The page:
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Keep Your Evergreens Green

Treat yellow-green leaves with ­compost or fertilizer

If your hollies are heavily loaded with berries this fall, most likely the foliage will turn yellow-green, downgrading the contrast with the red berries. It takes a lot of energy and nutrients for plants to produce fruit. This is especially true if the branches are heavily laden with large clusters. Heavy-fruiting hollies generally appear chlorotic. This problem can be corrected by applying a nitrogen-rich mulch such as lobster compost, chicken manure compost or lawn fertilizer between the trunk of the plant and the drip line. For hollies, this treatment should be applied now and the trees irrigated weekly until early December.
    If the plants have had pale green foliage all summer long, they most likely are deficient in magnesium. Without soil test results to confirm this diagnosis, I often recommend spreading one-third cup of epsom salts per 10 square feet. Magnesium deficiency is not an uncommon problem with hollies laden with bright red berries.
    Boxwoods that appear yellow-green in the fall often experience excessive leaf drop due to nitrogen deficiency. If the winter is especially severe, many boxwoods will also exhibit bronzing. Both of these symptoms can be prevented by fertilizing the plants soon after the first frost. Applying one-half cup of a lawn fertilizer for every three feet in height or spread is generally adequate. Make certain that you use only a lawn fertilizer that does not contain weed killers. Apply the fertilizer uniformly beneath the drip line of the branches. Since boxwoods are very shallow-rooted, they will quickly respond to the treatment.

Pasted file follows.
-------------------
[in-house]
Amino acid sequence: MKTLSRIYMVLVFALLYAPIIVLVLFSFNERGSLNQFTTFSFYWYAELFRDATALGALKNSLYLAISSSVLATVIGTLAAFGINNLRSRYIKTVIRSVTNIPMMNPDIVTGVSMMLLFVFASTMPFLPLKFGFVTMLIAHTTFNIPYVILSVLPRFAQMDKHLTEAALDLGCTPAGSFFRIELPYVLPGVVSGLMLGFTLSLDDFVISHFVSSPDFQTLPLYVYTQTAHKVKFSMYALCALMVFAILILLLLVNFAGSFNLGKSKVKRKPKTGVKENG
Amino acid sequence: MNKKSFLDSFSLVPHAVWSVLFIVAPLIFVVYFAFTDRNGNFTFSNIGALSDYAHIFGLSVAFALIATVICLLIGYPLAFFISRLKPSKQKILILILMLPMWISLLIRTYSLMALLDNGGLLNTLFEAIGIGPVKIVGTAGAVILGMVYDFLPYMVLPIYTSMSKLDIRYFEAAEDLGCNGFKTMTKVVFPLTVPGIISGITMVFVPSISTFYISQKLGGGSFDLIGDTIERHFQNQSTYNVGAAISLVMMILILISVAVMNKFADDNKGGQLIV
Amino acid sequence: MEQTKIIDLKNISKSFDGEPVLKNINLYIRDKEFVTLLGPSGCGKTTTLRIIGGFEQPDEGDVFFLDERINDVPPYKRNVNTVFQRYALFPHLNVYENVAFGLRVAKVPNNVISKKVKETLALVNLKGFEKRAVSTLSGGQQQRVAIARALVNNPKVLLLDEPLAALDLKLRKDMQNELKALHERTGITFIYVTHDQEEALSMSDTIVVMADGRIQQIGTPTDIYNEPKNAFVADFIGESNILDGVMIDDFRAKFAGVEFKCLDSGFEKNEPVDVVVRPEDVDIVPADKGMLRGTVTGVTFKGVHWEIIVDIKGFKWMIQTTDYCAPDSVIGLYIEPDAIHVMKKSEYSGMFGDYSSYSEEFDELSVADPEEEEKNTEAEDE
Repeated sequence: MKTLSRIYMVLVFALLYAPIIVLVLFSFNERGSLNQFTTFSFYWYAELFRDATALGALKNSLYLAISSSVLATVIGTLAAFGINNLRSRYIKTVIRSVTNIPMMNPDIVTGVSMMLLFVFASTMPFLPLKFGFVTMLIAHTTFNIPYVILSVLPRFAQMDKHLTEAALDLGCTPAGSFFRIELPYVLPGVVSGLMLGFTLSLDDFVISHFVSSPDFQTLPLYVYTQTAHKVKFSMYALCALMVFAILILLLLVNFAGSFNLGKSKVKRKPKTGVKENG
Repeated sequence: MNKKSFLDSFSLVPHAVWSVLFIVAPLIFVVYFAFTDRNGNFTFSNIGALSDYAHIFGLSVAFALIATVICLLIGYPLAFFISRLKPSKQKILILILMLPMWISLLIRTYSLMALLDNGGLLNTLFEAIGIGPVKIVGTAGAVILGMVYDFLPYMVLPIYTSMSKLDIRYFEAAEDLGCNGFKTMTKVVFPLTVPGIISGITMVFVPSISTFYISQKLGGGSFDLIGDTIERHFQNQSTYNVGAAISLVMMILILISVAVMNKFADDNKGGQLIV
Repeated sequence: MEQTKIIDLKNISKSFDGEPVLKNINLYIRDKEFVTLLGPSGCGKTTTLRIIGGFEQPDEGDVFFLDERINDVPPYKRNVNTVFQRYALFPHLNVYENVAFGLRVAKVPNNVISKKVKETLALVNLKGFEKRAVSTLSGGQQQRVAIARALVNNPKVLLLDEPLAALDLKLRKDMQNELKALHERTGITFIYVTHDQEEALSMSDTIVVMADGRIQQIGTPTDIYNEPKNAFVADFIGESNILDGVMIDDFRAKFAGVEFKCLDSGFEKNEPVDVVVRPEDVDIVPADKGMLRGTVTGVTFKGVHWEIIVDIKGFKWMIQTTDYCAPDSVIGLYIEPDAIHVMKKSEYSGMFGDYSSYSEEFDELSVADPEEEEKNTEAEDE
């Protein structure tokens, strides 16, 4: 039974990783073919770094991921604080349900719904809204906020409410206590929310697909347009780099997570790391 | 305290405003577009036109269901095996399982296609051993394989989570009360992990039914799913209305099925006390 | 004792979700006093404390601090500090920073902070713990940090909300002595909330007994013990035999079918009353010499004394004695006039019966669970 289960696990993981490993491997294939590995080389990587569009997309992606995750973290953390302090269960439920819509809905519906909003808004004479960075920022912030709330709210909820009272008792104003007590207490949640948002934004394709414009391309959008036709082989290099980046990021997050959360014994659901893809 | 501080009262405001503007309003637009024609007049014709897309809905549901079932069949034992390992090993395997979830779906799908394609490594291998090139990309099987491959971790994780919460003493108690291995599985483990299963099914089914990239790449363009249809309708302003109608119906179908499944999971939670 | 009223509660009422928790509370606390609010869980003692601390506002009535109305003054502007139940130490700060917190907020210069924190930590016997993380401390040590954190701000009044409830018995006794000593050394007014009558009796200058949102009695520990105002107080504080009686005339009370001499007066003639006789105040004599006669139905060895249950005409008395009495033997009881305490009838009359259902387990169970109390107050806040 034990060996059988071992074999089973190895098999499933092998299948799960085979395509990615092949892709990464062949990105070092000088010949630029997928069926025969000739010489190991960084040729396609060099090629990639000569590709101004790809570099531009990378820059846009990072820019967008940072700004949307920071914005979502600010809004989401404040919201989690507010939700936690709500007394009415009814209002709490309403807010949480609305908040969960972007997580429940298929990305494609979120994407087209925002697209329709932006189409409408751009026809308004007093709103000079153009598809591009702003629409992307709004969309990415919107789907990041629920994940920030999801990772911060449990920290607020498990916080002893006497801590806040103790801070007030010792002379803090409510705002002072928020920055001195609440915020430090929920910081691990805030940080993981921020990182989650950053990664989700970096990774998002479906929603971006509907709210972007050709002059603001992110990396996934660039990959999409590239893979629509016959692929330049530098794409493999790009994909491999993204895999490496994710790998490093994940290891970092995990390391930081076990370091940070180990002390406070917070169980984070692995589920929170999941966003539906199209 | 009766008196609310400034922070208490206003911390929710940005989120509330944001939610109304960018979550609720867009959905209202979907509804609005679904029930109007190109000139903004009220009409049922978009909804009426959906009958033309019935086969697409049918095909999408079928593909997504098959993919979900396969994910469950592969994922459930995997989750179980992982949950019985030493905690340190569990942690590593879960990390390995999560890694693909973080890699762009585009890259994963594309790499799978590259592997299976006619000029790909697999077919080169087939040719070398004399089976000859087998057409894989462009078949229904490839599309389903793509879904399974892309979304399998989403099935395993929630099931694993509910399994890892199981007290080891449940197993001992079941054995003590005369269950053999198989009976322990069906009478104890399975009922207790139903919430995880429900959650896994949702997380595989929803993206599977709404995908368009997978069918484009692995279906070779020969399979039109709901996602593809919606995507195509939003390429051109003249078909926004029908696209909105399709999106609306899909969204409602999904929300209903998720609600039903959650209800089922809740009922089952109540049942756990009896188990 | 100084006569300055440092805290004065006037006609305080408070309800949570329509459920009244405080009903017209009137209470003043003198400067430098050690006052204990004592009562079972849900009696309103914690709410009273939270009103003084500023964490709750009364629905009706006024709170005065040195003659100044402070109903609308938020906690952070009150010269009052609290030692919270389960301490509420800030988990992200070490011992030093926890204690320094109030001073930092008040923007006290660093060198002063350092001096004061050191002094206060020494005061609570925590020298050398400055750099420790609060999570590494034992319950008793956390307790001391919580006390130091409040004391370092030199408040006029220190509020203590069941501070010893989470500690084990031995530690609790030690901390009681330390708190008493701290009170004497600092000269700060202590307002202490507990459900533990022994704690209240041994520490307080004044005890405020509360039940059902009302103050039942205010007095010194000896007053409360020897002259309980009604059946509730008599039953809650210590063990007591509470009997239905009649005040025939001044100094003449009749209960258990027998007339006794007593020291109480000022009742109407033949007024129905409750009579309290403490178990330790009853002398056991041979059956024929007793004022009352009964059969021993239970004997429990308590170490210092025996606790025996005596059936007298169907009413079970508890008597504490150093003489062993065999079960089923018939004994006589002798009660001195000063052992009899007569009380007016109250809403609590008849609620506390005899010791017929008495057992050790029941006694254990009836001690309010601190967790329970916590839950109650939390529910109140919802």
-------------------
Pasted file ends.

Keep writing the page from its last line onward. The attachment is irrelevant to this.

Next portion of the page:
Azalea are also susceptible to early fall discoloration and loss of leaves. Roots are unable to provide sufficient nitrogen for flower-bud development. As a result, nitrogen from the lower leaves migrates upward to the developing flower bud at the tip of the branches. Chlorosis of the bottom leaves is very common on white-flowering azaleas because they flower in abundance. This problem can be solved by mulching them with either Maine Lobster Compost, compost made from crab waste or ammonium sulfate fertilizer. If using ammonium sulfate fertilizer, apply only one tablespoon per two feet of height or spread of the azalea plants. Apply the ammonium sulfate mostly under the drip line of the branches.


What’s Killing My Spruce?

Q    I have a 50-year-old spruce tree that is dying from the bottom up. What would cause this (just old age?) and is there anything that can be done to save it? Thanks for your advice. I love Bay Weekly.

–Mary Jane Gibson, Lothian

A    It is not old age because spruce trees can live 100 years or more. Which spruce is it — Norway, white, black, red, Colorado, Engelmann, Siberian, etc.?  Look at the ground under the branches for holes about the size of a silver dollar. If you see such holes, it is possible that pine mice are girdling the roots. If so, you have to kill the pine mice with poison bait for mice (available at the hardware store). If the trunk is bleeding sap, then the tree is infested with cankers. Or the tree may be suffering from weed killers if you have used them on your lawn.


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